BERNARDS TOWNSHIP, N.J. — A federal judge has ruled that a New Jersey town acted unconstitutionally when they denied to allow a mosque to be built. But neighbors to the proposed building say this isn’t about discrimination, but noise and congestion.
“Traffic, door slamming, car lights,” said Lorrie Quick, who lives immediately next door.
The Islamic Society of Basking Ridge wants to transform a single-family home on Church Street in the Liberty Corner neighborhood into a house of worship. It’s been a 4-year battle, during which, ISBR’s mailbox was vandalized to read ‘ISIS’.
Preserve liberty corner signs have been posted around the neighborhood.
Nadim Ahmad, a town resident and a Muslim, has struggled with how to explain all of this to his 4 children. The family currently drives 30 minutes away to pray.
“We had an honest discussion,” he said, “Their feedback to me after seeing these signs saying preserve liberty corner was, but dad isn’t it more important to preserve liberty, period?”
A federal judge ruled on New Year’s Eve that the town did infringe on the Islamic Society’s liberties. Specifically, he found that "[Bernards Township] required ISBR to construct parking spaces far exceeding the 3:1 ratio afforded to Christian churches.”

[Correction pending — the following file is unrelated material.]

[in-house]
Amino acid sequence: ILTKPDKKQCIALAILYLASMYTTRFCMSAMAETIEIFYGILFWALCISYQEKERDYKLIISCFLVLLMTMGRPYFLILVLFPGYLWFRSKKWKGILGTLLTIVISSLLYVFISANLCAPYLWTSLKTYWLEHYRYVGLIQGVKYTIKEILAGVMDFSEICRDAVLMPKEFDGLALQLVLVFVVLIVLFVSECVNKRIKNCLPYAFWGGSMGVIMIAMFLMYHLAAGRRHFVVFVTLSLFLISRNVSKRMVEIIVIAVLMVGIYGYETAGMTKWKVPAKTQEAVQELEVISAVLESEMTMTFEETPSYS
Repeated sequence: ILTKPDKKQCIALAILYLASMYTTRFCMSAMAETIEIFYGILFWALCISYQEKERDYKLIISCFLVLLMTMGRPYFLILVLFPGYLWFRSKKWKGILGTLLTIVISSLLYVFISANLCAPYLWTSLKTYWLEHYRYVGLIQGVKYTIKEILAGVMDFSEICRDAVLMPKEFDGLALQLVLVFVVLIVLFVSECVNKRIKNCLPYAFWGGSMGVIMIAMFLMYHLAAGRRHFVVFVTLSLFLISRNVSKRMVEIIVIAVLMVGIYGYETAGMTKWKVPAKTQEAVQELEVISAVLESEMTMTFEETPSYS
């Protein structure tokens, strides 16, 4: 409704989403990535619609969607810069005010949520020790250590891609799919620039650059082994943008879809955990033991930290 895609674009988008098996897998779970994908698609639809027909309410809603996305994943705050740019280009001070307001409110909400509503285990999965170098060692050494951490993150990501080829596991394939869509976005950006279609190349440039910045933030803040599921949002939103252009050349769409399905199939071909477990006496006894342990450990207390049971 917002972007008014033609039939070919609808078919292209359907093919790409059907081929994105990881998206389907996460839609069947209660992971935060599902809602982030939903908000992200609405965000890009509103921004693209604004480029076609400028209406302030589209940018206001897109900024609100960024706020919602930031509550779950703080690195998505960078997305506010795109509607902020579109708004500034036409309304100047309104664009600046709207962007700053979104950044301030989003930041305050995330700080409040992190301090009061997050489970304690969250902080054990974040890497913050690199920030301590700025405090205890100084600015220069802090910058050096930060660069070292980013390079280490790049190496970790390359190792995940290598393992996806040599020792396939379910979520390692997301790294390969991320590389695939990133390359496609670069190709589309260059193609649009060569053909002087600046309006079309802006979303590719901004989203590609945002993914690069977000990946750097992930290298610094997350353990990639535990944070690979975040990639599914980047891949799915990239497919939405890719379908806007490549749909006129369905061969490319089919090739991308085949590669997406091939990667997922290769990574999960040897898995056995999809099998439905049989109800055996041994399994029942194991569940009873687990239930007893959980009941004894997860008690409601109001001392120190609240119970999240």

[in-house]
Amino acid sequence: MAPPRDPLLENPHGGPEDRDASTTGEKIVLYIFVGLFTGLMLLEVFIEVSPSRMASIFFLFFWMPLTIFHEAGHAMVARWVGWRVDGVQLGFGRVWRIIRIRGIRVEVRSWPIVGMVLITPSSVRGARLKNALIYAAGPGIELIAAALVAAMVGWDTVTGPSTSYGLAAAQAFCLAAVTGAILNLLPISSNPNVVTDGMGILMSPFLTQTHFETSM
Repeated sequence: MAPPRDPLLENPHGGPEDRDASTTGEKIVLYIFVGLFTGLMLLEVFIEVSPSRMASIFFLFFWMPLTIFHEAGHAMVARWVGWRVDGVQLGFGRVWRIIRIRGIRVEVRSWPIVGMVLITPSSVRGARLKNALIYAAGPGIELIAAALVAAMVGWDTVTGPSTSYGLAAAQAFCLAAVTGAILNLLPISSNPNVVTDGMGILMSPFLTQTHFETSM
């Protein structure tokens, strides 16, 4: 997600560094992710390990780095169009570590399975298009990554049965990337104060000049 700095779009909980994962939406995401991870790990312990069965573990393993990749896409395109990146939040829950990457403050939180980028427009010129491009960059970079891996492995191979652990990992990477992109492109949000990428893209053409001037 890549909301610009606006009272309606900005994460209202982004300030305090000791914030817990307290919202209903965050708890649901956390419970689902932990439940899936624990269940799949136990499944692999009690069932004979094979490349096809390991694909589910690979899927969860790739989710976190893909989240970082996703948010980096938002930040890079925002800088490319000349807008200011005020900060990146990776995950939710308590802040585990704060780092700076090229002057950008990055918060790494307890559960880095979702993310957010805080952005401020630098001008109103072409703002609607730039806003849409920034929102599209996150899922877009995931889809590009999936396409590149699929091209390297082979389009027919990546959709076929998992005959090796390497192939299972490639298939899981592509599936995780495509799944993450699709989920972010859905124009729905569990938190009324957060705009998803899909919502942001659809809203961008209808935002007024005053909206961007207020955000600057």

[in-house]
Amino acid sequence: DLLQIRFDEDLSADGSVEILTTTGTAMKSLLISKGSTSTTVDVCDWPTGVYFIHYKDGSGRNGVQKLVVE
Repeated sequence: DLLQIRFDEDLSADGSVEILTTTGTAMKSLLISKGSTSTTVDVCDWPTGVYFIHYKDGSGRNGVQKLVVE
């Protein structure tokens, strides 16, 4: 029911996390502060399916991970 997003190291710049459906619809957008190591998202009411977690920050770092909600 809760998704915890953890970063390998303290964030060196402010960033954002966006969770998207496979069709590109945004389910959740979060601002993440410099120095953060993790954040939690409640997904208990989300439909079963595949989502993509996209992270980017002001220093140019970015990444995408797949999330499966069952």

“The township has let down a minority,” added Ahmad.
Dr. Mohammad Ali Chaudry, co founder and president of the ISBR, brought the lawsuit. He referred us to his attorneys today who called this "a landmark ruling.”
They stated this will have "national impact in reaffirming that Townships cannot treat applicants differently based on their religion.”
But the fight is not over yet. The township says they disagree with the Judge’s decision, and they are looking into an appeal. Residents’ congestion concerns continue, specifically if prayer time coincides with school letting out or a call to the firehouse across the street for emergency service.
There are other counts in this case that the judge still needs to rule on.